Chiffonade refers to finely sliced leaf vegetables, often herbs, used as a garnish for soup or salad. According to Wikipedia, “chiffon” is French for “rag” referring to the fabric-like strips that result from this technique. Wow, I didn’t know that. I always thought that chiffon referred to the sheer fabric that dreamy floaty evening dresses are made of. Anyway, this is a food blog and not a fashion blog and this is about chiffonade and not chiffon. You can make a chiffonade of just about any herb. The fine, fine slices when used to top soups and salads are not only pretty to look at but they make the experience of eating raw leaves less intimidating.
A couple of days ago, I made basil chiffonade for a tomato mixture that went to my nachos salad. The recipe for nachos salad will be posted next.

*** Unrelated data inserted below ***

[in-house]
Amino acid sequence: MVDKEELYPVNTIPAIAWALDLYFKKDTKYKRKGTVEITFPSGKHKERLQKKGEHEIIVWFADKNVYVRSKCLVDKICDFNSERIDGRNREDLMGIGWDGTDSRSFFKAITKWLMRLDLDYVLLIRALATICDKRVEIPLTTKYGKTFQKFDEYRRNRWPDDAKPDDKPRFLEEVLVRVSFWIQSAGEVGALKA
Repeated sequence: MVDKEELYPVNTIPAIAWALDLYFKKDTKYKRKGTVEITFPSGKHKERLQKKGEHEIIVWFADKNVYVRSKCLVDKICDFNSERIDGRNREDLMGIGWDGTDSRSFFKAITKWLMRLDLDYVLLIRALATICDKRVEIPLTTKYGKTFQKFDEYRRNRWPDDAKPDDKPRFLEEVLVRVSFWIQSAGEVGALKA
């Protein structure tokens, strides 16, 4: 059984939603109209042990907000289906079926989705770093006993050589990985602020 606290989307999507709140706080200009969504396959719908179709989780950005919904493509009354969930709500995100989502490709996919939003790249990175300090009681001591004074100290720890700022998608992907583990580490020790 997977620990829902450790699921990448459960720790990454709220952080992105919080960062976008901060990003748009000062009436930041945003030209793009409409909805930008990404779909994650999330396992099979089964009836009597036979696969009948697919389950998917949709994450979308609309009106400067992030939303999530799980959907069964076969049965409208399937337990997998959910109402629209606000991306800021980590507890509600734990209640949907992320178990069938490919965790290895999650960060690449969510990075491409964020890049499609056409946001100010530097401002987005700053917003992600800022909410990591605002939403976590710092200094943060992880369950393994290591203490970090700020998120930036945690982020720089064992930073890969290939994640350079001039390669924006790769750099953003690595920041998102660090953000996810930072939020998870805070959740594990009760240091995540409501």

Start by stacking the basil leaves.
Start rolling them away from you.
Roll as tightly as you can.
Just keep rolling until you reach the opposite end of the leaves and you have a tight little package.
With one hand holding the rolled leaves tightly, start slicing as finely as you can.
Keep slicing until all the leaves are transformed into miniature ribbons.
Now you’re ready to use your basil chiffonade. Just sprinkle the ribbons on top of your soup or salad and you have a dish that looks like it has been prepared by a seasoned pro.